They said it
“We decided some time ago that we wouldn’t make any new investments in oil and gas-focused private equity funds because their time horizons are generally too short to shepherd their businesses through decarbonisation”
The Wellcome Trust will no longer invest in oil and gas PE funds, the foundation’s chief investment officer Nick Moakes tells affiliate title New Private Markets (registration required)
Europe’s PE rebound
The Centre for Management Buyout Research, one of PE’s oldest research institutes, has published its first European deal report since returning from a hiatus last month, and the prognosis is good. Here are some highlights:
- Firms completed 791 buyouts, worth €116.6 billion, in the 12 months to 30 June. This was a modest increase from 716 deals worth €112.4 billion for the prior 12-month period.
- Activity was driven by the UK mid-market, Germany and France.
- A widespread shift to remote working and the acceleration of digital adoption lifted investments in TMT, which displaced manufacturing as Europe’s most active sector.
- Investors made 354 realisations totalling nearly €100 billion over the 12 months to 30 June, compared with 360 exits worth €73.7 billion during the prior 12-month period.
- A focus on portfolio management during the pandemic drove historically low level of insolvencies or ‘creditor exits’.
Sun rises on Dyal
Dyal HomeCourt Partners, the Blue Owl Capital unit set up last year to take stakes in National Basketball Association franchises, has made its first score. The unit, which is the only PE fund pre-approved by the NBA to invest in multiple franchises, acquired a minority stake in the Phoenix Suns for an undisclosed sum, per a Tuesday statement. The deal values the team at $1.55 billion and represents less than a 5 percent stake, Bloomberg reported (subscription required). It came two weeks after Blue Owl portfolio company Sixth Street took a roughly 20 percent stake in the San Antonio Spurs.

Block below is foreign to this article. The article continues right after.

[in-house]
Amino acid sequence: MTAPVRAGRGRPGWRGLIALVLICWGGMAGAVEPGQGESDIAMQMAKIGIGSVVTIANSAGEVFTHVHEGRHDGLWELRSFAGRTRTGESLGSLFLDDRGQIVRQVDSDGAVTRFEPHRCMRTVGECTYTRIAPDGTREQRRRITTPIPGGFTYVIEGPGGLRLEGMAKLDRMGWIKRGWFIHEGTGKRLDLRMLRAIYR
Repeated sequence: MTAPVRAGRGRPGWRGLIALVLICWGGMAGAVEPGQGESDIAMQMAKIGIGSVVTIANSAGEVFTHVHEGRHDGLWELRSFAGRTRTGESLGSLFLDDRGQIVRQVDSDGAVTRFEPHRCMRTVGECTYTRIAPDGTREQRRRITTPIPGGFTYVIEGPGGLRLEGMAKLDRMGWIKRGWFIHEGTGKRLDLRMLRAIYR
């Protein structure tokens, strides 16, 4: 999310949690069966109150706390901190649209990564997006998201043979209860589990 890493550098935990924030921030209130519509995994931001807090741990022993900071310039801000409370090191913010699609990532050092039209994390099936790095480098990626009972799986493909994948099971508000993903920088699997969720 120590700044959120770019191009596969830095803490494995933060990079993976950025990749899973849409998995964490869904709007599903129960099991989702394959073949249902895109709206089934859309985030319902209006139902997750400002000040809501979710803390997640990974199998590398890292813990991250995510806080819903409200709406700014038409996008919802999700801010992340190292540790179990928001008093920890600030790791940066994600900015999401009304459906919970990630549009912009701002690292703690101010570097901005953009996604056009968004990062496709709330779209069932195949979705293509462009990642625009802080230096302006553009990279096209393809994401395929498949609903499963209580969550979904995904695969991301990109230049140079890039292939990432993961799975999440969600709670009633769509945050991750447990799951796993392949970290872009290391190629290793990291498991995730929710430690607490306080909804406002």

We reported on Dyal’s NBA strategy last year, including how investors in the fund can benefit from access to tickets, a concierge service, all-star weekend event access and even a potential championship ring.
Why AusSuper is fee-ling good
AustralianSuper, Australia’s largest pension fund, has enjoyed a 40 percent growth in its PE AUM over the past year, the Australian Financial Review reports (subscription required). The A$9.6 billion ($7.2 billion; €6.1 billion) portfolio has benefitted from a shift to direct investing in recent years. This has enabled the fund to slash fees paid to GPs to between 1.5 and 2 percent, down from an industry average of 5 to 6 percent. The institution has around 4 percent of its assets in PE, which it plans to double to 8 percent over the next three years.
Fee disclosure has been a hot button issue between super funds and corporate watchdog the Australian Securities and Investments Commission. Fresh rules are expected to be rolled out in mid-2021. Funds will follow a template that separates annual fees and costs from member activity-related fees and costs in product disclosure statements.
They did the math
GPs are pushing for more flexibility on term extensions and consent requirements, according to Proskauer Rose’s latest analysis of European fundraising terms. More funds are allowing the GP to extend for one year without any LP involvement. Where there is LP involvement, there has been a shift from needing approval from the entire LP base to just the LPAC.
UK-listed PE trust Caledonia Investments has appointed a new head of its private capital business, per a statement. The aptly named Tom Leader replaces Duncan Johnson, who will become chief executive at Northern Gritstone, a VC firm launched by the northern English universities of Leeds, Manchester and Sheffield. Leader was previously head of portfolio at Caledonia, having joined from Nova Capital Management in 2017. The £2.2 billion ($3 billion; €2.6 billion) trust generated a 23.1 percent return for the year ending 31 March.
Imaeda’s Brain wave
Last week, Side Letter noted that Daisuke ‘Dice’ Imaeda, former head of IR at J-STAR, had left the Japanese buyout firm. We now know that he has joined Global Brain, one of Japan’s oldest and largest VC firms, as a partner. Imaeda has been succeeded at J-STAR by Kenta Shima, an investor relations principal.